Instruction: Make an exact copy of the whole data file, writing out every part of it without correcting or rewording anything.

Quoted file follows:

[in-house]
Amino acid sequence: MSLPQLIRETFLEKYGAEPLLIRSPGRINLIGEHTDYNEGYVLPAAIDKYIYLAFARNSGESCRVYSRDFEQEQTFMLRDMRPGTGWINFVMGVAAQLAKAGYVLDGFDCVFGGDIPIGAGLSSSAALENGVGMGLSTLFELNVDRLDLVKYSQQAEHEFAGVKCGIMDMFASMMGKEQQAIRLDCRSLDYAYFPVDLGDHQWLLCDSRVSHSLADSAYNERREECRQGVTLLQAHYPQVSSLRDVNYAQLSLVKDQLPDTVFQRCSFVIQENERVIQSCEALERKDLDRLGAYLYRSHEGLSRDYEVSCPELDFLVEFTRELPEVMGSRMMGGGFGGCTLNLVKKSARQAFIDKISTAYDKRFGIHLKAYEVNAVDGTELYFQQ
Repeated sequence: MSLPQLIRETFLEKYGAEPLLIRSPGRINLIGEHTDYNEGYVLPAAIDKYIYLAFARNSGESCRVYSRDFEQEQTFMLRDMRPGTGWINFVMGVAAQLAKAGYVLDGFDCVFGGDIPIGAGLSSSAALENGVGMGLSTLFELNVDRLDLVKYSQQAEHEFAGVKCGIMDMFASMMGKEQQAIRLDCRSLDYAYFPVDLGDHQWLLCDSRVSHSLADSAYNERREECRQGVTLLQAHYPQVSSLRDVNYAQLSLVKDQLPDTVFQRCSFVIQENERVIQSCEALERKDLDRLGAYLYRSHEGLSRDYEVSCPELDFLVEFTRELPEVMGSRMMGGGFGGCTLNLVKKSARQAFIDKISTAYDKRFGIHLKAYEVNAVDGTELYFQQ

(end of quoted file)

[in-house]
Amino acid sequence: MSLPQLIRETFLEKYGAEPLLIRSPGRINLIGEHTDYNEGYVLPAAIDKYIYLAFARNSGESCRVYSRDFEQEQTFMLRDMRPGTGWINFVMGVAAQLAKAGYVLDGFDCVFGGDIPIGAGLSSSAALENGVGMGLSTLFELNVDRLDLVKYSQQAEHEFAGVKCGIMDMFASMMGKEQQAIRLDCRSLDYAYFPVDLGDHQWLLCDSRVSHSLADSAYNERREECRQGVTLLQAHYPQVSSLRDVNYAQLSLVKDQLPDTVFQRCSFVIQENERVIQSCEALERKDLDRLGAYLYRSHEGLSRDYEVSCPELDFLVEFTRELPEVMGSRMMGGGFGGCTLNLVKKSARQAFIDKISTAYDKRFGIHLKAYEVNAVDGTELYFQQ
Repeated sequence: MSLPQLIRETFLEKYGAEPLLIRSPGRINLIGEHTDYNEGYVLPAAIDKYIYLAFARNSGESCRVYSRDFEQEQTFMLRDMRPGTGWINFVMGVAAQLAKAGYVLDGFDCVFGGDIPIGAGLSSSAALENGVGMGLSTLFELNVDRLDLVKYSQQAEHEFAGVKCGIMDMFASMMGKEQQAIRLDCRSLDYAYFPVDLGDHQWLLCDSRVSHSLADSAYNERREECRQGVTLLQAHYPQVSSLRDVNYAQLSLVKDQLPDTVFQRCSFVIQENERVIQSCEALERKDLDRLGAYLYRSHEGLSRDYEVSCPELDFLVEFTRELPEVMGSRMMGGGFGGCTLNLVKKSARQAFIDKISTAYDKRFGIHLKAYEVNAVDGTELYFQQ